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Inertial observers can legitimately use the famous time-dilation result of special relativity to determine simultaneity at a distance. Observers who are currently accelerating can't.

To be an inertial observer during some period of your life, do you have to be a PERPETUALLY inertial observer?

Or, can you be an inertial observer for some period of time, provided that you don't accelerate during that period?

The question matters, because the answer specifies WHO is entitled to use the famous time-dilation result, and WHEN can they use it, in order to determine simultaneity at a distance.

Different answers to that question have produced several different published procedures for answering the question, "How old is that particular distant person, who is moving with respect to me, RIGHT NOW?".

Dolby and Gull, in their "Radar Simultaneity", say that an observer is an inertial observer if he has not accelerated too recently, and will not accelerate too far into the future (and they exactly specify how much is too much). Dolby and Gull's method is clearly non-causal. Minguzzi says that an observer is an inertial observer if he hasn't accelerated too recently, but there is no requirement that he can't accelerate at any time in the future.

The "momentarily co-moving inertial frames montage" (MCMIFM) says that an observer is an inertial observer if he isn't CURRENTLY accelerating, even if he has accelerated infinitesimally-recently in the past, or will accelerate infinitesimally-soon in the future ... i.e., he can use the time dilatation result throughout any period of time in which he is not accelerating.

[...]I don't know these references.[...]

Maybe it would be more clear if you spelled out exactly which 'famous time-dilation result' you're talking about.

To be an inertial observer during some period of your life...

Quote from: HalcMaybe it would be more clear if you spelled out exactly which 'famous time-dilation result' you're talking about. I assume Mike is talking about different published solutions to the twins paradox, with one stay-at-home twin, and one travelling twin?

The other part of the problem is to obtain a common time reference between different observers, who may be traveling at different speeds, in different parts of the universe.As I understand it:- Two observers in the same inertial frame are able to synchronise their clocks accurately

- If you have two observers in two inertial frames who pass the same point at the same time, they are able to synchronise their clocks accurately.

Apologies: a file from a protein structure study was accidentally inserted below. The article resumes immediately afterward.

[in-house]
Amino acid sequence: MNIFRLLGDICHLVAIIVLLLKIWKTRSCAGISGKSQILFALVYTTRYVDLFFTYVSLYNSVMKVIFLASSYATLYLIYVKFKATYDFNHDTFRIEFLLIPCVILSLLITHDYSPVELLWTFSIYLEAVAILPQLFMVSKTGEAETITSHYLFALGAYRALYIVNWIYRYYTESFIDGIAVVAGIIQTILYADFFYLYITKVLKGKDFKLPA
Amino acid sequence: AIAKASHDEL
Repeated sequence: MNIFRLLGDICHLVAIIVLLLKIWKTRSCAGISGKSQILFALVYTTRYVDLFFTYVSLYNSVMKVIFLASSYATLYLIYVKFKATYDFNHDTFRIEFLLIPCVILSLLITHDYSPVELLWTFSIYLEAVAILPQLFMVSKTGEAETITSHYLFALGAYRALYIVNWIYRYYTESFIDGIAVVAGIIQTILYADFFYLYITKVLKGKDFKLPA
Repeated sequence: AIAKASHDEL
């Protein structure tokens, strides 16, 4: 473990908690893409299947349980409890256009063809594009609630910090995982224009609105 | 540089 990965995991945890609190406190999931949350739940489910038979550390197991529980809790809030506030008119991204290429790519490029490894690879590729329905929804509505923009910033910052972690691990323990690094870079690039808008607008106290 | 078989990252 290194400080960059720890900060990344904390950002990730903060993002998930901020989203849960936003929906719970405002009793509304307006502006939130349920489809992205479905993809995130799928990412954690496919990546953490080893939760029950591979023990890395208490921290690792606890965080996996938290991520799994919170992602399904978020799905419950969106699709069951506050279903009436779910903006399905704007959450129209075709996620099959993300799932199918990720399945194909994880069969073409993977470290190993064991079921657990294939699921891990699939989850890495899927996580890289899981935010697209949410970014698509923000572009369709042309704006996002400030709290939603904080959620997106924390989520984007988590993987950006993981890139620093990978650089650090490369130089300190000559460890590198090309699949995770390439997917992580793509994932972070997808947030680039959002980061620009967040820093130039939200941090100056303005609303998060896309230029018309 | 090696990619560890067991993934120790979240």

- For most other cases, the clock setting is ambiguous- Throw in movement at varying speeds through different gravitational fields, and it is very hard to unambiguously synchronise clocks (and they won't stay synchronised!)

An example is me looking at Andromeda when it appears at night. I can see it without aid from here on a clear night. In my CADO reference frame, time is almost always moving backwards (quite quickly actually) up there at Andromeda.

Quote from: jeffreyH on 04/08/2019 12:51:28If this at all relates to the twins paradox then acceleration is unimportant. Twin A stays at home twin B flies off at relativistic speed to planet Z. As he passes planet Z he signals a ground station how long his trip took according to his clock.The ground station transmits back this information to twin A.Twin B carries on the same amount of distance again to space station X. As he passes X he again signals what his clock reads. X transmits this information back to twin A.Just a side note: Twin B is quite capable of sending signals to A directly without involving these relays at Z and X. The result is the same assuming these ground stations have no turnaround time for forwarding a message. So Z and X might as well be just milepost rocks sitting there.QuoteEven though the information takes time to get back to twin A this can be included in his calculations since the speed of light is known. His twin will be determined to be younger.Twin A could also be transmitting his clock readings at regular intervals like that, and since twin B knows the distance between them, he can similarly compensate for that distance when he gets the signals and compute that twin A is indeed younger than twin B. In other words, the situation is entirely symmetrical, and neither can deduce from these messages which is the one moving.

If this at all relates to the twins paradox then acceleration is unimportant. Twin A stays at home twin B flies off at relativistic speed to planet Z. As he passes planet Z he signals a ground station how long his trip took according to his clock.The ground station transmits back this information to twin A.Twin B carries on the same amount of distance again to space station X. As he passes X he again signals what his clock reads. X transmits this information back to twin A.

Even though the information takes time to get back to twin A this can be included in his calculations since the speed of light is known. His twin will be determined to be younger.

Quote from: MikeFontenot on 04/08/2019 15:50:25In the CADO reference frame, the Andromedons, according to us, would be rapidly getting younger ONLY if we were accelerating in a direction away from them.Exactly, and since my acceleration vector is more or less downward at any time I'm looking at the sky, Andomedons are always getting younger as I watch them. They're up and my downward acceleration makes me accelerating away.

In the CADO reference frame, the Andromedons, according to us, would be rapidly getting younger ONLY if we were accelerating in a direction away from them.

I'm not talking about gravity fields. If you like, pretend it's just the SR world and I'm attached to Earth with duct tape.